President of Theopolis Institute and an adjunct Senior Fellow of Theology at New St. Andrews College, Moscow, Idaho. Peter is ordained in the Communion of Reformed Evangelical Churches (CREC). He blogs at https://www.firstthings.com/blogs/leithart.
For the disciples on the Emmaus Road, the resurrection was the key to unlocking the meaning of Israel’s history. As a master key, however, its power extends further, opening up our eyes to the one in whom all of human life and history holds together.
In the declamation of Isaiah 1, the prophet associates Judah and its rulers with Sodom, for their inhospitality, injustice, and the presumption that they can hide this from God. Zacchaeus, a man characterized by such Sodom-like injustice, is delivered from this as justice is welcomed into his house in the person of Jesus.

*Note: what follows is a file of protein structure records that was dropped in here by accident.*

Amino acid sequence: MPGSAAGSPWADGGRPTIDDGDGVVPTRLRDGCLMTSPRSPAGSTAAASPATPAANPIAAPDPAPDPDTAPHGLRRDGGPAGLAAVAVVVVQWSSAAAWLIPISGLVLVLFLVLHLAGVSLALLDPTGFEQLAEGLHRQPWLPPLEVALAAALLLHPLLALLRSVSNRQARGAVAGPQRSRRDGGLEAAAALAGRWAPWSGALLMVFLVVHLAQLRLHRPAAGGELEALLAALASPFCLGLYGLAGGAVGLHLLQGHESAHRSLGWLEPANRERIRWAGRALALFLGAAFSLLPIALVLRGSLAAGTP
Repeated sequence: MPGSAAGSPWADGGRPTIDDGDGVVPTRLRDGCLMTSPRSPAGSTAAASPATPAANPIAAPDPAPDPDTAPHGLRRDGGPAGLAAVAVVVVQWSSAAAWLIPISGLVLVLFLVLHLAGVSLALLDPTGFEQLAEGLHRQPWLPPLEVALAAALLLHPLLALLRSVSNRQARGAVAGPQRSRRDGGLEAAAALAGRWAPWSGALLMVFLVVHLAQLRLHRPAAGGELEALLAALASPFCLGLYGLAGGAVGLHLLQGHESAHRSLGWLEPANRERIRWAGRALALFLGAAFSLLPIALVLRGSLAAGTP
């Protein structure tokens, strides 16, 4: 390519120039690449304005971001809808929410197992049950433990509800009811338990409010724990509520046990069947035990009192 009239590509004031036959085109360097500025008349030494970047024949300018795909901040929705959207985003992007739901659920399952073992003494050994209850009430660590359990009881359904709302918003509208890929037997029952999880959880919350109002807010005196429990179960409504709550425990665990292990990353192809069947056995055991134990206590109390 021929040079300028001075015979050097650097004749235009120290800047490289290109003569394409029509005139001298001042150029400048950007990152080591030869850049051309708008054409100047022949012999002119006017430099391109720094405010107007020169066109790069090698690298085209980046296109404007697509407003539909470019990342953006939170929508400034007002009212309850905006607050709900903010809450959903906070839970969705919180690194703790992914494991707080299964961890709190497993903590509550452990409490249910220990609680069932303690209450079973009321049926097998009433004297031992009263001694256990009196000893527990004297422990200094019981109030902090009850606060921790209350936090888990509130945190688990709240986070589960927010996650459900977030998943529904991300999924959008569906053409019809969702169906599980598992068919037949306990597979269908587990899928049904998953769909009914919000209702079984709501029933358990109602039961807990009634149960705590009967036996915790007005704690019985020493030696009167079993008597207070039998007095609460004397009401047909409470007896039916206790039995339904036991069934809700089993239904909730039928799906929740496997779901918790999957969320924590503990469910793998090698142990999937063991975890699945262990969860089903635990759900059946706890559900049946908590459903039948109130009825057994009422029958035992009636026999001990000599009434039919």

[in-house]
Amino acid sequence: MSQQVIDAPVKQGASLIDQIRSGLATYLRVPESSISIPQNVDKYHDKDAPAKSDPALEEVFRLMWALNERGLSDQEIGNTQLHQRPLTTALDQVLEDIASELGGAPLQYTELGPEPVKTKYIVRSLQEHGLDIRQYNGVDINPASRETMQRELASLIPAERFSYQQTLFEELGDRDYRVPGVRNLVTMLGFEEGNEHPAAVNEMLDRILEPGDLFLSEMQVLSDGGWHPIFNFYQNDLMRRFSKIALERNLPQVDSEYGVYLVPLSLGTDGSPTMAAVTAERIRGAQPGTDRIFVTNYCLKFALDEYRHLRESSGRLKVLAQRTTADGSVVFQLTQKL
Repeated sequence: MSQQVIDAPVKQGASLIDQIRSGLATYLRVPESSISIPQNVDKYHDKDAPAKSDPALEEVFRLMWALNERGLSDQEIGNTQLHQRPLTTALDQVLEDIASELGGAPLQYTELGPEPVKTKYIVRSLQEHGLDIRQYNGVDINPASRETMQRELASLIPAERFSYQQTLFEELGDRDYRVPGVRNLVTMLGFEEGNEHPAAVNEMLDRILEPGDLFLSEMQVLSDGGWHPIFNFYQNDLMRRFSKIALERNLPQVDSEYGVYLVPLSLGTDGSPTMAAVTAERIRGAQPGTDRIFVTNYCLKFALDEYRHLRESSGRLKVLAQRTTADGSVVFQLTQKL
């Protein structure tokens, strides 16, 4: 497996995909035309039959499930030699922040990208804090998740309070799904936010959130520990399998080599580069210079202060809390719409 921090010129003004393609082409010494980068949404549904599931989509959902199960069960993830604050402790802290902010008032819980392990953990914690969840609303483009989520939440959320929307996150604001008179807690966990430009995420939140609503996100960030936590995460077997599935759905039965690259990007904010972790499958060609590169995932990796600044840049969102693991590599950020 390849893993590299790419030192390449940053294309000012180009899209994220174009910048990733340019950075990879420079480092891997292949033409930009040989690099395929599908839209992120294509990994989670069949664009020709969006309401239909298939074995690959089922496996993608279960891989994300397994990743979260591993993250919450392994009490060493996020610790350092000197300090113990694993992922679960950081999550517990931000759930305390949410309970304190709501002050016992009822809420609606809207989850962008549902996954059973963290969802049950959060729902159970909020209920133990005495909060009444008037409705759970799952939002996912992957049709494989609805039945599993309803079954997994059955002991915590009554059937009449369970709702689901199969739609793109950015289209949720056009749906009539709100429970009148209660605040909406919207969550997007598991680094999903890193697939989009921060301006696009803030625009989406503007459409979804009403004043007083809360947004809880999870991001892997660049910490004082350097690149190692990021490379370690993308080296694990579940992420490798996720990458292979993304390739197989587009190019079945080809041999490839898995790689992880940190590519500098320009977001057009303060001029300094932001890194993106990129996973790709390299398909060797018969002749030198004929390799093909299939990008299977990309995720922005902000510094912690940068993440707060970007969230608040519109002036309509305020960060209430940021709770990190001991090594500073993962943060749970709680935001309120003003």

According to 1 Kings 8, prayer is what Israel is supposed to do in times of helpless hopelessness. The temple is where they turn when there is nowhere to turn. Israel as a whole was invited to appeal to the High King for help in times of trial, and the text leads us to wonder if every polity directs its hopes toward a temple.